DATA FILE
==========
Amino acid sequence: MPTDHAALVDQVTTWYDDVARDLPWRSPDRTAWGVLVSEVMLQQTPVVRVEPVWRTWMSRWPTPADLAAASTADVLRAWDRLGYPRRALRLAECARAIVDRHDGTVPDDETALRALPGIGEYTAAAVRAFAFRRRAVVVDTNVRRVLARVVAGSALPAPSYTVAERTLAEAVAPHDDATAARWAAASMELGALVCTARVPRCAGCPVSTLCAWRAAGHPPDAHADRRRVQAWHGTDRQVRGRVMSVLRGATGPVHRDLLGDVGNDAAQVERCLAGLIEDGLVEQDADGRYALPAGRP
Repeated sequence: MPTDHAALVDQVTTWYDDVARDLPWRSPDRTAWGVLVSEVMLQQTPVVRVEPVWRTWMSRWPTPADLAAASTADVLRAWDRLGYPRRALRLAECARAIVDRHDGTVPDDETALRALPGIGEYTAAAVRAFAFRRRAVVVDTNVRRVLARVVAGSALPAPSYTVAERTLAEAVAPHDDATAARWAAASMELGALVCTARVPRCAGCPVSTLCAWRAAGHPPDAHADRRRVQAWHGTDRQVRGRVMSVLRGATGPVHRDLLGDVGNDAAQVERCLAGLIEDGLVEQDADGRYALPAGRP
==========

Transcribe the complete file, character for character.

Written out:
Amino acid sequence: MPTDHAALVDQVTTWYDDVARDLPWRSPDRTAWGVLVSEVMLQQTPVVRVEPVWRTWMSRWPTPADLAAASTADVLRAWDRLGYPRRALRLAECARAIVDRHDGTVPDDETALRALPGIGEYTAAAVRAFAFRRRAVVVDTNVRRVLARVVAGSALPAPSYTVAERTLAEAVAPHDDATAARWAAASMELGALVCTARVPRCAGCPVSTLCAWRAAGHPPDAHADRRRVQAWHGTDRQVRGRVMSVLRGATGPVHRDLLGDVGNDAAQVERCLAGLIEDGLVEQDADGRYALPAGRP
Repeated sequence: MPTDHAALVDQVTTWYDDVARDLPWRSPDRTAWGVLVSEVMLQQTPVVRVEPVWRTWMSRWPTPADLAAASTADVLRAWDRLGYPRRALRLAECARAIVDRHDGTVPDDETALRALPGIGEYTAAAVRAFAFRRRAVVVDTNVRRVLARVVAGSALPAPSYTVAERTLAEAVAPHDDATAARWAAASMELGALVCTARVPRCAGCPVSTLCAWRAAGHPPDAHADRRRVQAWHGTDRQVRGRVMSVLRGATGPVHRDLLGDVGNDAAQVERCLAGLIEDGLVEQDADGRYALPAGRP